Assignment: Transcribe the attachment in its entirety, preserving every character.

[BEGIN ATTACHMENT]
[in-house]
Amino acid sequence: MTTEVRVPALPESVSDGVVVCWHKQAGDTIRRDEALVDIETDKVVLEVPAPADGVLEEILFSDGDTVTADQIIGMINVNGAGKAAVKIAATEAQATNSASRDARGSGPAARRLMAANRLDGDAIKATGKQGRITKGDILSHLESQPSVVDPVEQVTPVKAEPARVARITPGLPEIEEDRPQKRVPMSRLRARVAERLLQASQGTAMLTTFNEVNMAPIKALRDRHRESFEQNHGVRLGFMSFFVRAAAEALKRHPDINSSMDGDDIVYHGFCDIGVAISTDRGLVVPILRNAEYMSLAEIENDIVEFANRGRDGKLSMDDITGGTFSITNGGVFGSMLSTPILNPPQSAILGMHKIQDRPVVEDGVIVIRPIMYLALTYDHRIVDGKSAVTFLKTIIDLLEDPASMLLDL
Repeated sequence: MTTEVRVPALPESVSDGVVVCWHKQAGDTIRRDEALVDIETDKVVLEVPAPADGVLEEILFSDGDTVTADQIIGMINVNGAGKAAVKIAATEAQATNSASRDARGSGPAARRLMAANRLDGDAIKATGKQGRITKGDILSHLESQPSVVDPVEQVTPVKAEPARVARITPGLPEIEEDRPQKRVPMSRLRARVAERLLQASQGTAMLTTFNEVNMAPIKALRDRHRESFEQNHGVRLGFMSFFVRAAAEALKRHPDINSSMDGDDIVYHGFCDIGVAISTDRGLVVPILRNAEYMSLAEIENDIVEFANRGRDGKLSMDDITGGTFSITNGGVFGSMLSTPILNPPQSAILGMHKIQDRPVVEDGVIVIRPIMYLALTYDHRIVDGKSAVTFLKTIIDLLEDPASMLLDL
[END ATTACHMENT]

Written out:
[in-house]
Amino acid sequence: MTTEVRVPALPESVSDGVVVCWHKQAGDTIRRDEALVDIETDKVVLEVPAPADGVLEEILFSDGDTVTADQIIGMINVNGAGKAAVKIAATEAQATNSASRDARGSGPAARRLMAANRLDGDAIKATGKQGRITKGDILSHLESQPSVVDPVEQVTPVKAEPARVARITPGLPEIEEDRPQKRVPMSRLRARVAERLLQASQGTAMLTTFNEVNMAPIKALRDRHRESFEQNHGVRLGFMSFFVRAAAEALKRHPDINSSMDGDDIVYHGFCDIGVAISTDRGLVVPILRNAEYMSLAEIENDIVEFANRGRDGKLSMDDITGGTFSITNGGVFGSMLSTPILNPPQSAILGMHKIQDRPVVEDGVIVIRPIMYLALTYDHRIVDGKSAVTFLKTIIDLLEDPASMLLDL
Repeated sequence: MTTEVRVPALPESVSDGVVVCWHKQAGDTIRRDEALVDIETDKVVLEVPAPADGVLEEILFSDGDTVTADQIIGMINVNGAGKAAVKIAATEAQATNSASRDARGSGPAARRLMAANRLDGDAIKATGKQGRITKGDILSHLESQPSVVDPVEQVTPVKAEPARVARITPGLPEIEEDRPQKRVPMSRLRARVAERLLQASQGTAMLTTFNEVNMAPIKALRDRHRESFEQNHGVRLGFMSFFVRAAAEALKRHPDINSSMDGDDIVYHGFCDIGVAISTDRGLVVPILRNAEYMSLAEIENDIVEFANRGRDGKLSMDDITGGTFSITNGGVFGSMLSTPILNPPQSAILGMHKIQDRPVVEDGVIVIRPIMYLALTYDHRIVDGKSAVTFLKTIIDLLEDPASMLLDL